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Effects of initial conditions and resource supply on species assemblage dyamics: A microcosm study.
Mellard, Jarad*,1, Foster, Bryan1, 1 University of Kansas, Lawrence, KS
ABSTRACT- Community assembly theory predicts that initial conditions, invasion sequences, and priority effects are important in regulating the development of communities. An important goal in ecology is to isolate the ways in which historical processes and deterministic mechanisms (competitive dominance, species traits etc.) may influence communities of interacting species. We present results from the first year of a plant microcosm experiment designed to isolate the role of initial conditions (initial species abundances) on multispecies interactions and development of community structure. Initial relative abundances of eight grassland species were manipulated at two levels of nutrient supply to assess: (1) the degree to which assemblage dynamics are affected by initial conditions versus deterministic effects of particular species; and (2) how nutrient availability may alter the effects of initial conditions on assemblage dynamics. Abundance distributions at the end of the first growing season strongly reflected initial conditions, but also exhibited the dominant effects of two highly competitive species. Seedling growth rate was a good predictor of a species relative abundance in some treatments at the end of the first growing season. Resource levels interacted with initial conditions and species-specific effects to influence community states by altering the abundance hierarchy. Preliminary results indicate that: (1) both initial conditions and species-specific traits can interact in complex ways to regulate community development; and (2) the nature of these complex interactions may be modified substantially by resource availability.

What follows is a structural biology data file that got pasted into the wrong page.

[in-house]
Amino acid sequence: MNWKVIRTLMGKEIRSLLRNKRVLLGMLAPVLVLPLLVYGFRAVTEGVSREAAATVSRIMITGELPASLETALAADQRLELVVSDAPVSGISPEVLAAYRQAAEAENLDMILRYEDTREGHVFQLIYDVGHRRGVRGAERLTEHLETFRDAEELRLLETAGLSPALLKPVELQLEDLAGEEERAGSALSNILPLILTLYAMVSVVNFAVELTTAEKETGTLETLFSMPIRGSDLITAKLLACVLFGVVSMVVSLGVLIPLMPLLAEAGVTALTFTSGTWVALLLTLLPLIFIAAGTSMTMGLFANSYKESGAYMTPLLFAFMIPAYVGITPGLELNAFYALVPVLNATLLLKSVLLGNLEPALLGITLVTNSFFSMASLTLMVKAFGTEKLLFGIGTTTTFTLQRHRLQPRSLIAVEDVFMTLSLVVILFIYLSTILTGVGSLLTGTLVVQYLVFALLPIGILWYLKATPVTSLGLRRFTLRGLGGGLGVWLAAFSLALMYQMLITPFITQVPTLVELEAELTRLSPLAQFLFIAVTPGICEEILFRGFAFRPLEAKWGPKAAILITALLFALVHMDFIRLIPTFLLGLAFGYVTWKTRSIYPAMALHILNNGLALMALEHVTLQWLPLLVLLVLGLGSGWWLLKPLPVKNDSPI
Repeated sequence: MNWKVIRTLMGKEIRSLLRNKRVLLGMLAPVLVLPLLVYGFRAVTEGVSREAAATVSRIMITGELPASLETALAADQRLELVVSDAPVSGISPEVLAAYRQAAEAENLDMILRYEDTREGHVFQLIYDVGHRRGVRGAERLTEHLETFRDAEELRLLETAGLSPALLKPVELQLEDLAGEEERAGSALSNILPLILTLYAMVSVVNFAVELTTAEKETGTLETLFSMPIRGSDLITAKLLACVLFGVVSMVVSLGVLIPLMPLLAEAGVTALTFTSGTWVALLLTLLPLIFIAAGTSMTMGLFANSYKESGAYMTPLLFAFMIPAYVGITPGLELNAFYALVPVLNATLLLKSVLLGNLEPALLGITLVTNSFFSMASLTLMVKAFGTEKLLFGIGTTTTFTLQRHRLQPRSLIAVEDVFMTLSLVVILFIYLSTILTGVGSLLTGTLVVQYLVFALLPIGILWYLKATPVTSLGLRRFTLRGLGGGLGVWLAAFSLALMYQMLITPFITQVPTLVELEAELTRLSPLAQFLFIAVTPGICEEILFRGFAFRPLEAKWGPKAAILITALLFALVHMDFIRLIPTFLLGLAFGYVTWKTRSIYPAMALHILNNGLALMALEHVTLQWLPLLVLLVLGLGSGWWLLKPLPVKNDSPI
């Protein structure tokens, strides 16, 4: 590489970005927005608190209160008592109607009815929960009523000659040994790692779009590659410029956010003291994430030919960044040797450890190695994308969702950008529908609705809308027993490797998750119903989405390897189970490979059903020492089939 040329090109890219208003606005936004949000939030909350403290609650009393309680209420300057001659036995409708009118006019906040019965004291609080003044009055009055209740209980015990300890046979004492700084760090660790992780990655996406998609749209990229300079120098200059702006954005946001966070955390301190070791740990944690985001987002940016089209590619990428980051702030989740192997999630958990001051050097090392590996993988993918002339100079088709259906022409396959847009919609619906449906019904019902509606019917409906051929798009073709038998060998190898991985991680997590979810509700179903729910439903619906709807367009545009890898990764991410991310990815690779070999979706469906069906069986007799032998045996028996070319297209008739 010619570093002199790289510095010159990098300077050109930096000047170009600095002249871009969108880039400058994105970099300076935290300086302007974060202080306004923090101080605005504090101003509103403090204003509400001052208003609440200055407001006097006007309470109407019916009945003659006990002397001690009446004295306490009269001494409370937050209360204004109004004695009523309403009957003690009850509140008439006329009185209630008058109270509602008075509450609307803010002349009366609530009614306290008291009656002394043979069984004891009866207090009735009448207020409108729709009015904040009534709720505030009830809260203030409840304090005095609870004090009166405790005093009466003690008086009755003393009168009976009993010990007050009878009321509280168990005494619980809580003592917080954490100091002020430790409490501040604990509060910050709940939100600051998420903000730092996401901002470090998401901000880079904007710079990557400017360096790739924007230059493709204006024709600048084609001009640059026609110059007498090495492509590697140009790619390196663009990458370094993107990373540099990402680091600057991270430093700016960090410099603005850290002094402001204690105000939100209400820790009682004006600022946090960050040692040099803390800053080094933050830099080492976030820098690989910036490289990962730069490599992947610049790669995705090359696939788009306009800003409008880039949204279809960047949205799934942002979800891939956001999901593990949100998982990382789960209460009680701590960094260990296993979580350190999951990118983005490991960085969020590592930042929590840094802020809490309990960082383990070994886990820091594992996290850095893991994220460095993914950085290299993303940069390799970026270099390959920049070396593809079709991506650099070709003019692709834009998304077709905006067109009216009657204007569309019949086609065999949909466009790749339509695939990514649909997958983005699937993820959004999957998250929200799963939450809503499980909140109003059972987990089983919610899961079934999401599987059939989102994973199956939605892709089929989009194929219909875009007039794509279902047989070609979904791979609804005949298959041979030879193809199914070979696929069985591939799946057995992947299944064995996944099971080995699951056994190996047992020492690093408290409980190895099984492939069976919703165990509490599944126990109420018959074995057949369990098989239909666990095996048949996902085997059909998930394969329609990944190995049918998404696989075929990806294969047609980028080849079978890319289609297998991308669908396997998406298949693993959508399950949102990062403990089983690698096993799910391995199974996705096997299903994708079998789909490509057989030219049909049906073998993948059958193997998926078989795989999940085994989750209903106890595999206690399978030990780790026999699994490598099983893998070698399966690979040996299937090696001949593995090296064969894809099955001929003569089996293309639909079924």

Key words: initial conditions, competition, community assembly, resource supply